And of course there was the performance anxiety, 5 a.m. wake-up calls, fear of losing one’s hard-earned seat, burnout and addiction.

In the narrow corridors of our school, no dust was allowed to settle on this past. It isn’t easy to consider Band Trip in retrospect, but it is necessary in order to reflect the person I am today, the society in which I live, and the values bound up in both.

This was Band Trip. Now imagine what one must do with War.

Christopher Schultz is completing his PhD at Western University, where he is writing on the civilian identities of Canadian First World War soldiers on active service. Based in Ottawa, Christopher is a series editor and co-creator of “Canada’s First World War” on ActiveHistory.ca, and is also the creator of Telling Schtories, a weekly Youtube current events series.

ActiveHistory.ca is featuring this post as part of  “Canada’s First World War: A Centennial Series on ActiveHistory.ca”, a multi-year series of regular posts about the history and centennial of the First World War. 


 

[1] Amanda Betts, Ed., In Flanders Fields 100 Years: Writing on War, Loss and Remembrance (Knopf Canada: Toronto, 2015). The authors are: Margaret Atwood, Joseph Boyden, George Elliott Clarke, Tim Cook, Wade Davis, Roméo Dallaire, Ken Dryden, Frances Itani, Mary Janigan, Patrick Lane, Hannah Moscovitch, Kevin Patterson and Jonathan Vance.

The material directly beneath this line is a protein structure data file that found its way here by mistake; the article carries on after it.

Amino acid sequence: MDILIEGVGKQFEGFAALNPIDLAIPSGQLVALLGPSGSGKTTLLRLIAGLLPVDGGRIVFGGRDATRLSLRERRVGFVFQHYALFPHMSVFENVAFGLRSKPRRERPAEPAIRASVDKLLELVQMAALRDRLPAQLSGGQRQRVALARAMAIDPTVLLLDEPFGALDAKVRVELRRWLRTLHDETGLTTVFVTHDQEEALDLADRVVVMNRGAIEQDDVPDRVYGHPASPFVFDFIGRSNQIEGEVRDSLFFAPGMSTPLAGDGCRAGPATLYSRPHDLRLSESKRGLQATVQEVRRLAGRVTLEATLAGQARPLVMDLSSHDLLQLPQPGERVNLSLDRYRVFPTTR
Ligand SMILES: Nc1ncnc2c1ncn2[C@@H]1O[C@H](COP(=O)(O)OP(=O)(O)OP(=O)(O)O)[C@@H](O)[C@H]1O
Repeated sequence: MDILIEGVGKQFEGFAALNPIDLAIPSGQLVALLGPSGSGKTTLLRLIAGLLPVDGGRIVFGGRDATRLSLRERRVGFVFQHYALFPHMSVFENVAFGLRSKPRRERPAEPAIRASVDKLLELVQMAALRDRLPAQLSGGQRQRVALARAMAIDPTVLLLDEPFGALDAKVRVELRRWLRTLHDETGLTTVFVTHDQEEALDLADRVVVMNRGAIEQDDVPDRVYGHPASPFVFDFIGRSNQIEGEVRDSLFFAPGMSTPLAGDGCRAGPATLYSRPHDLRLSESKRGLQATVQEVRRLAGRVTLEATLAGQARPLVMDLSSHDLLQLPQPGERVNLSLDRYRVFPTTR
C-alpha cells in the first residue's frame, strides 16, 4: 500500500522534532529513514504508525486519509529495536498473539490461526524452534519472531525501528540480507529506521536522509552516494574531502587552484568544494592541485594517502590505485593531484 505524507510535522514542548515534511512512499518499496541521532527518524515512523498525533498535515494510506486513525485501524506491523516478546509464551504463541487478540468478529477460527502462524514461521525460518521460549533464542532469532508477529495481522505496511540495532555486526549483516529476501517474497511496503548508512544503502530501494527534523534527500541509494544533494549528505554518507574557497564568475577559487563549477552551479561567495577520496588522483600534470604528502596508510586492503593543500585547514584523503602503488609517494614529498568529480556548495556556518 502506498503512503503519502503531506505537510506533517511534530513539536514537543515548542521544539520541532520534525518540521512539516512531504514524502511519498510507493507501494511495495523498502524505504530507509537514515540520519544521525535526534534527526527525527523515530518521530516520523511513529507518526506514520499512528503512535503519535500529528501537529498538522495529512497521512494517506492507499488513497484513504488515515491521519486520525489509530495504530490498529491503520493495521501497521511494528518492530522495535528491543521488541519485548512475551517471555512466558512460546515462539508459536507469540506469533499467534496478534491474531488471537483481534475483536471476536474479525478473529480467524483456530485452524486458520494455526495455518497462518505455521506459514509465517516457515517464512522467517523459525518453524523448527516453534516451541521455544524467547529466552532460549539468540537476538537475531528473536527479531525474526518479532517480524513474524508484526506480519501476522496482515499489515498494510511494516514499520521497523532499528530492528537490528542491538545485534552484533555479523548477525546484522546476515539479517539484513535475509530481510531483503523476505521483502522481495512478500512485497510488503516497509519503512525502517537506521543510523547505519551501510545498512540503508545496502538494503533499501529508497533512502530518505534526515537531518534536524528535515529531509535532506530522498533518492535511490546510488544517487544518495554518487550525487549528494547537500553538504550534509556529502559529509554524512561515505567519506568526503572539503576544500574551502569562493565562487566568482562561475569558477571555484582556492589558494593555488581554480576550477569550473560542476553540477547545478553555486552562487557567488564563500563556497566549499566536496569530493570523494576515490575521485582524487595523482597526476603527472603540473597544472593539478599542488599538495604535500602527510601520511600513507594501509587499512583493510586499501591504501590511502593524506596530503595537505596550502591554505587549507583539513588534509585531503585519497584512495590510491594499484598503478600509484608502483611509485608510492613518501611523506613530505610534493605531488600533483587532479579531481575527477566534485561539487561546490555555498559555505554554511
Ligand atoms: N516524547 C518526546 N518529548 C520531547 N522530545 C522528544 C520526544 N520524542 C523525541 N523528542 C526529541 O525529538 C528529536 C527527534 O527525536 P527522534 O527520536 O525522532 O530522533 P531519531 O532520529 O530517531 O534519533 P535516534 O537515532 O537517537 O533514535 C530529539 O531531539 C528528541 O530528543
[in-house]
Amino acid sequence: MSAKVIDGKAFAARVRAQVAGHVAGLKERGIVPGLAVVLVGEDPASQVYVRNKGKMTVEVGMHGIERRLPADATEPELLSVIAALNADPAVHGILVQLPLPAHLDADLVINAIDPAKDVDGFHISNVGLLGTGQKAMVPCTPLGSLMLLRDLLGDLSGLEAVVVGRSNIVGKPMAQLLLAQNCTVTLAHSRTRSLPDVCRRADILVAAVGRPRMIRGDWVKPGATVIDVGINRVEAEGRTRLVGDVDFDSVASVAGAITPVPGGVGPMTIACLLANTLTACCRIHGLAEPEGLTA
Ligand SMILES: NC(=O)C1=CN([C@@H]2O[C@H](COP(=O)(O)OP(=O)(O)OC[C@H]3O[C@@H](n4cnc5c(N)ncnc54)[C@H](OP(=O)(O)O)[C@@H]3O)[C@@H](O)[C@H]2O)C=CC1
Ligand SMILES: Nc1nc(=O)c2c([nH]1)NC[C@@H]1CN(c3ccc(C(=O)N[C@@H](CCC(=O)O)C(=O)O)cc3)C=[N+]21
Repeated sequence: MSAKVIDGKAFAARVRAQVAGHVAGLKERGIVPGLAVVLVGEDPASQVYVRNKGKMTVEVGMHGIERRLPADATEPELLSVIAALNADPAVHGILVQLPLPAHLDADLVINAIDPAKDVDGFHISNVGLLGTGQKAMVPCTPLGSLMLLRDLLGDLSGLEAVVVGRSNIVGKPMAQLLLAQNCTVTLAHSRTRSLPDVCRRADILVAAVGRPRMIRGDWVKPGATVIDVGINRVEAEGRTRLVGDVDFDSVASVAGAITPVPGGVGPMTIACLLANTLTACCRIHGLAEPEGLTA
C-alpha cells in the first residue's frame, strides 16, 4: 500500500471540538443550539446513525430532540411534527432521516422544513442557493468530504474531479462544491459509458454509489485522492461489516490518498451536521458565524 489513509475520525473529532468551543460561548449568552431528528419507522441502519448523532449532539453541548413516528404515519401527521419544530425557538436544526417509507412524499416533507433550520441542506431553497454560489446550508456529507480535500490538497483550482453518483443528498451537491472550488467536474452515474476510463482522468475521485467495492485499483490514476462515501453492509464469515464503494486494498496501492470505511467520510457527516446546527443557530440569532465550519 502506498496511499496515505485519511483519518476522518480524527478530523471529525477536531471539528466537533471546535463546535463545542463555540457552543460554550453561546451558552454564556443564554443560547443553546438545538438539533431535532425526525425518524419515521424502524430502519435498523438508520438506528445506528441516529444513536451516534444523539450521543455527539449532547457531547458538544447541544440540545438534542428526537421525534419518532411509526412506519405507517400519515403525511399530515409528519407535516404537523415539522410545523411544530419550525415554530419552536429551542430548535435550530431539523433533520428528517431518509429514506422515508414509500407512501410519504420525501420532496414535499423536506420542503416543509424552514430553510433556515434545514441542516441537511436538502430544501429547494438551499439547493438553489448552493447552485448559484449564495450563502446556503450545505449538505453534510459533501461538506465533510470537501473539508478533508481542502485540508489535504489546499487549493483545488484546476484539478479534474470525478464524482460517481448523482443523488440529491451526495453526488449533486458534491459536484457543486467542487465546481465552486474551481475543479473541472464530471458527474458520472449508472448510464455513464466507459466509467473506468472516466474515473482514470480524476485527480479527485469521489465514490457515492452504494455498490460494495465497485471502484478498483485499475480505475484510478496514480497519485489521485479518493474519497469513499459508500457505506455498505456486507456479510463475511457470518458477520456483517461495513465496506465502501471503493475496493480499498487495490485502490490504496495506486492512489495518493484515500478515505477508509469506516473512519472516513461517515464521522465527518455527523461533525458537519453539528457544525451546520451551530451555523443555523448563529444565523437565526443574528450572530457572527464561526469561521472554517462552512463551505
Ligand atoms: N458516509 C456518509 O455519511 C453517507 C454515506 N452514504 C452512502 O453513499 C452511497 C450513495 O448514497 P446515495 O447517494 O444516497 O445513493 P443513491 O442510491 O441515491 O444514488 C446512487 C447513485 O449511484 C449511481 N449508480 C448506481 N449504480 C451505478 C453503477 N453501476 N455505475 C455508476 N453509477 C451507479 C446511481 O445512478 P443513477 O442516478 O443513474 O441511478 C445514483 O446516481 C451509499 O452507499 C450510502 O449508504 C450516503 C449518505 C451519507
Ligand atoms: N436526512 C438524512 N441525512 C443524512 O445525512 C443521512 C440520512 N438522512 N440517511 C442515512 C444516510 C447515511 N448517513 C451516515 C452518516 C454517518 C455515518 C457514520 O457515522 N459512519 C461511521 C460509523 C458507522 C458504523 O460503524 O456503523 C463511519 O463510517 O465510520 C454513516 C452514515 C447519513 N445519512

[2] Joseph Boyden, “Three Tours of Flanders,” In Flanders Fields: 224.

[3] See Friedrich Nietzsche, Beyond Good and Evil, in Basic Writings of Nietzsche, Trans. and Ed. by Walter Kaufmann, Modern Library Edition (New York: Random House, 2000): 201-4. In these sections (SS 3-6), Nietzsche argues that Kant’s, like all philosophizing, and particularly those claiming to be rooted in reason or a priori meanings, attempts to establish its mastery over all others. Philosophizing, like one encounters in Dallaire, then, is an act of self-preservation that is reasoned after the fact in the name of establishing a nebulous, but noisy sense of truth.

[4] Roméo Dallaire, “Those Who Serve,” 7.

[5] Dallaire, “Those Who Serve,” 3.

[6] Dallaire 14.

[7] Tim Cook, “Forged in Fire,” 18.

[8] Mary Janigan, “Treason to Their Memory,” 78.

[9] Respectively in Cook 54; and Jonathan Vance, “A Moment’s Perfection,” 205.

[10] Patrick Lane, “The Wars,” 63.

[11] Lane 65.

[12] Vance 190-1.

[13] Kevin Patterson, “Soldier Surgeon, Soldier Poet,” 120.

[14] Patterson 129.

[15] Cook 45.

[16] Wade Davis, “Of War and Remembrance,” 168.

[17] George Elliott Clarke, “From the Diary of William Andrew White,” 228-9. Emphasis in original.

[18] Clarke 233. Emphasis in original.

[19] Clarke 230. Emphasis in original.

[20] Hannah Moscovitch, “Writing About War,” 241-2.

One thought on “Further Writing on War, Loss and Remembrance: Reflections on In Flanders Fields: 100 Years

  1. Ross Hebb

    “a care taking ideology which has since filtered through Canadian society” This self congratulatory point as a counter to the assertion of McCrae’s view as ‘action over reflection’ can surely be questioned. Our present Canada has no restriction on abortion on one end of life and assisted suicide on the other. My point being that death on both ends of life is accepted without much question. Our present society may indeed have blind spots of its own much as the essayist correctly points out McCrae’s age had. What will be written of our present Canada’s unexamined assumptions in 100 years time?